Putt in the Park, Acton Park, London.
Putt in the Park - http://www.puttinthepark.com

Park Opening Hours: Monday-Sunday 9am-Dusk
Telephone for the Children's Centre: 020 8743 6133

Acton Park is easily accessible by bus and tube.
Buses: 207, 607, 266, 70 and E3
Tube Stations: Acton Central (Overground) - 2 min walk, Acton Town (Piccadilly Line) - 20 min walk, East Acton (Central Line) - 20 min walk

© Britain-Visitor.com

Books on Britain

Friday, February 24, 2017

The Needles Isle of Wight

The Needles are a row of tall, pointy chalk cliffs that are located off the coast of the Isle of Wight. They are the Isle of Wight's most iconic and popular tourist attraction.

The cliff which gave the Needles their name, being the only needle-shaped rock in the row, collapsed in a storm in 1764, but the name has stuck ever since.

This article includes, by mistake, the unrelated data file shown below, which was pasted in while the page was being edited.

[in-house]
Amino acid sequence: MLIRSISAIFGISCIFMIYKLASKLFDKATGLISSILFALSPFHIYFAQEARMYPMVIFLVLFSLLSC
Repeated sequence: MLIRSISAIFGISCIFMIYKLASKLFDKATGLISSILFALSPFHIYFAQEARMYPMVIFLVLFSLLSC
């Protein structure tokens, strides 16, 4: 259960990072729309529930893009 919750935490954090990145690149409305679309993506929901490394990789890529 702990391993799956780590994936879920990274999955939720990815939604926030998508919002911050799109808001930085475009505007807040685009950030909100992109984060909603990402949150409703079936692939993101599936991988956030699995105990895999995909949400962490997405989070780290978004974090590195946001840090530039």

The Needles Isle of Wight.
The Needles
Due to the popularity of the Needles as a tourist attraction, a small amusement park was opened at Alum Bay, where the Needles are located, as well as a chairlift that allows a better view of the Needles than you can get from the headland.
The Needles Isle of Wight.
The Needles chairlift - http://www.theneedles.co.uk
Also located on the headland are the Needles Old Battery, the Needles New Battery, and the High Down Rocket Testing Site. The Old Battery was built between 1861-63, designed to defend against enemy ships.

The New Battery was then built after there were concerns that the firing of the guns from the Old Battery was causing the cliffs below to crumble. The New Battery was built further up the cliffs, and was completed in 1985. Both of the buildings are Grade II listed buildings.

The Needles Isle of Wight.
The remains of the Old Battery - http://www.geograph.org.uk

The High Down Rocket Testing Site was built in the 1950's and was operated in secret. The Black Knight rocket was tested at this site in the 1950's, prior to it's launch in Australia, as well as the Black Arrow rocket in the 1960's.